Bestselling writer Emilie P. Bush is the Publisher of Coal City Steam Blog, and CoalCitySteam.com, as well as other fine blogs. She is also the Editor-in-Chief of Steampunk Chronicle. A former Senior Staff Reporter and host of Georgia Public Broadcasting’s Georgia Gazette, Emilie is the author of the novel Chenda and the Airship Brofman (2009). Her second novel, The Gospel According to Verdu (2011) picks up where Chenda left off – high in the skies and full of adventure. Emilie’s first children’s book, Her Majesty’s Explorer: a Steampunk bedtime story (illustrated by William Kevin Petty) hit #1 on Amazon’s Hot New Releases in the Science Fiction genre. Her second children’s book, Steamduck Learns to FLY!, launched in late 2012. Emilie is an ABNA Quarterfinalist (2013) and Semifinalist (2010.) She is a calendar girl – Ms. December 2014 – for the Girls of the Con Calendar. Additionally, Emilie does book interior layout and design for other indy authors.Check out Emilie’s website: www.coalcitysteam.comFollow her on Twitter: @CoalCitySteam
KH: Atlanta Magazine recently noted that Atlanta ranks #1 for Steampunk. Perfect coincidence: you live there. You KNOW this genre inside out. You write it; you speak on it, you breathe it at cons. Take us back. Where did Steampunk, as a genre, begin?
EB: Interesting that. Seattle Steampunks will tell you they are, Chicago-punks, too. Clearly they have been flying at too great an altitude. Steampunk began as a Literary Movement – a direct response to the Cyperpunk genre. In fact, the early writers (Jeeter, Powers, Blaylock) WERE Cyberpunk writers. Early Steampunk was equally dark and dystopian. Over the years, it has evolved into it’s own: more adventure, stripes of romance and horror and comedy and even children’s books. I’ve interview most of the founding fathers (and the presiding mother – Cheri Priest) and the fellows all scratch their heads at what the genre has become. They don’t feel they own it at all (see my interview with Tim Powers http://youtu.be/B5CLnMJPPcg) — it’s grown into a huge movement.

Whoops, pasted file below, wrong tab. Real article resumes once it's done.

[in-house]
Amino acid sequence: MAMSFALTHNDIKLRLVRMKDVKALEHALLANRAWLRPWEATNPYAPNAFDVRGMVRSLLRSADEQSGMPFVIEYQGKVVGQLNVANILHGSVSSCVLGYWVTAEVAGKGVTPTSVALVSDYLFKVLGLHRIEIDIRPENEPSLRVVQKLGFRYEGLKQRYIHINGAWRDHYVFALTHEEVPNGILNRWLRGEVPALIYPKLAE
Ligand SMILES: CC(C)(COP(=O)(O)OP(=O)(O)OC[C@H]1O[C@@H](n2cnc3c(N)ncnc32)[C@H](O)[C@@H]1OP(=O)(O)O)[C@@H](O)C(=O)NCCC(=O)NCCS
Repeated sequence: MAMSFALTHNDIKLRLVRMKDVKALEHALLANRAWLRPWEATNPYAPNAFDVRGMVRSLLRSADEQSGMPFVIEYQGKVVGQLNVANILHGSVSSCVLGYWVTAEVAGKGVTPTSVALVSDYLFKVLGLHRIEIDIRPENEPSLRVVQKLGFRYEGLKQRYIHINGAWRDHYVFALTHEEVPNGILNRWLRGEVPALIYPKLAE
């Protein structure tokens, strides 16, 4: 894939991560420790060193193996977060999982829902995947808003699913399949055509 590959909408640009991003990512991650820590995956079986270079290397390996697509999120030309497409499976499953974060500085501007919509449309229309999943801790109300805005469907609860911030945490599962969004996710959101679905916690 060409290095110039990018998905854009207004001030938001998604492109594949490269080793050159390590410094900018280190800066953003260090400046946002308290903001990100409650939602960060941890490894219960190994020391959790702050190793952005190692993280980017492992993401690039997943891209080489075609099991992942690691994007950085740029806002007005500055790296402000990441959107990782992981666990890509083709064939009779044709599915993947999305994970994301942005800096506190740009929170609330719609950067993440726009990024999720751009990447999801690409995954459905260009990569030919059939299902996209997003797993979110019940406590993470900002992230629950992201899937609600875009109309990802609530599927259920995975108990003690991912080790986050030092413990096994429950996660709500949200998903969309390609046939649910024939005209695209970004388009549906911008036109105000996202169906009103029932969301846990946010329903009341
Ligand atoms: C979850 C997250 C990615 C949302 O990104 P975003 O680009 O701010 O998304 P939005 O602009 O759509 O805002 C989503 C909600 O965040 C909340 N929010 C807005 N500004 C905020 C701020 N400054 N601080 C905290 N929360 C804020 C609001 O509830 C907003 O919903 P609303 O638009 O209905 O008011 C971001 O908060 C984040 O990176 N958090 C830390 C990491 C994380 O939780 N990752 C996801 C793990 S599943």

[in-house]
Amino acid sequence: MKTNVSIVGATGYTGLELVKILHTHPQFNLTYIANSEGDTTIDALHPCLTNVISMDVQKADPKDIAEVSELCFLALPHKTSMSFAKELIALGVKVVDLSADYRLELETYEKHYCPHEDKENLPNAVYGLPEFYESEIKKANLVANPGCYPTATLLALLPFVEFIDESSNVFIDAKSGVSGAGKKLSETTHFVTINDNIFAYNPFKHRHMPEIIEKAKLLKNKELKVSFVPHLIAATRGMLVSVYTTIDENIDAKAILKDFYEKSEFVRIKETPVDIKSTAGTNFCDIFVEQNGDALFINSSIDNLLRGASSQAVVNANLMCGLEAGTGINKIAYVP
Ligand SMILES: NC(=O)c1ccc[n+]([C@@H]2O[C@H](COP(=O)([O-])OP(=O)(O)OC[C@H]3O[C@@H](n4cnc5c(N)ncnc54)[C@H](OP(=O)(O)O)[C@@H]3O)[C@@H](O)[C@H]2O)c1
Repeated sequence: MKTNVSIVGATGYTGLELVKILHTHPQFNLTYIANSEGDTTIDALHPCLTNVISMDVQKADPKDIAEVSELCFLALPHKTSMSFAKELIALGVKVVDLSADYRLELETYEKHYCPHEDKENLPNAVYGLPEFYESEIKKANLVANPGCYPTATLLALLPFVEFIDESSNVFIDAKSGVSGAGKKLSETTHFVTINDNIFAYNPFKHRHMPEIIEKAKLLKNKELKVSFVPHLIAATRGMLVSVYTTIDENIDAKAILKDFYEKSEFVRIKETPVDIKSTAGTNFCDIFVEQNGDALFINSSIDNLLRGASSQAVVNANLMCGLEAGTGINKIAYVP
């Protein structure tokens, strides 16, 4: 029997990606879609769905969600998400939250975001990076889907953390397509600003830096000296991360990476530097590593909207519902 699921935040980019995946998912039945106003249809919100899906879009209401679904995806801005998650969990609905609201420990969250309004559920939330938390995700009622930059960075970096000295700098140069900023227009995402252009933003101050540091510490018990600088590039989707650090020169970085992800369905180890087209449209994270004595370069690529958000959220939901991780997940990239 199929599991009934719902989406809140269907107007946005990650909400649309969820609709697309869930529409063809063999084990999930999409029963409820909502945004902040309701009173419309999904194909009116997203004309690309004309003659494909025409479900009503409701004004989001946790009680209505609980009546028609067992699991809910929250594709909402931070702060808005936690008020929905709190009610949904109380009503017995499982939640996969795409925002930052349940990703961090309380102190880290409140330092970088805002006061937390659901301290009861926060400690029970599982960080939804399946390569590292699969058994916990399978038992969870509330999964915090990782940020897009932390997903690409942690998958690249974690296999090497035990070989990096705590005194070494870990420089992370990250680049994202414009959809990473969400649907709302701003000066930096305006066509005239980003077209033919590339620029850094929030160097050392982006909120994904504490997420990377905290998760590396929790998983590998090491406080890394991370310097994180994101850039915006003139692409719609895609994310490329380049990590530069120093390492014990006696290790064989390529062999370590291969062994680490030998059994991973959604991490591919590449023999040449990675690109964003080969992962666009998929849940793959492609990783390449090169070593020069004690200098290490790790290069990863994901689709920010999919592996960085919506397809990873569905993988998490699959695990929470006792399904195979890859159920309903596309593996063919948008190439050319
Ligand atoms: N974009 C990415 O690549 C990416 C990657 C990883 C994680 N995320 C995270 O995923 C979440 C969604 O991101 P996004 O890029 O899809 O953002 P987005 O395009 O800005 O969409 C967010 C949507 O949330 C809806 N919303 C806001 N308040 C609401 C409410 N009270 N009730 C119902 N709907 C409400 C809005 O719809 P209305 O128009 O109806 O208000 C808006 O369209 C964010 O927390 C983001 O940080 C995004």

KH: Fast forward: The Steampunk literary genre has grown tremendously, yet there’s confusion over how to describe it. How would you define Steampunk today?
EB: High adventure in low technology.
KH: Pull out your crystal ball. Any prediction for where the genre is going? Are there any boundaries yet to be pushed?
EB: Oh that is the big question, isn’t it. There is a bit of a battle going on right now to define Steampunk. It is a difficult thing to put in a package when MOST of it is do it yourself. The elements of recycling, upcycling and inventing, of self reliance, make it a hard demographic to market to. At this moment, a tv series called Bruce Boxleitner’s Lantern City is looking for a home. FABU concept, great actors signed on, complicated world building, and a huge buy in from out community already, so why hasn’t it found a network? It’s so up for grabs – this product called Steampunk. Beyond that, it doesn’t lend itself well to product placement. But some may not agree with Boxleitner on HIS definition of steampunk – which is somewhat dark and violent. Others want to define it there way, and that’s OKAY! It is not like the Marvel Comics cannon where each character is trademarked and image branded. The future of Steampunk is going to be decided by the people who brand it. And when there are rules to this game, a lot of early adopters will take their goggles and go home.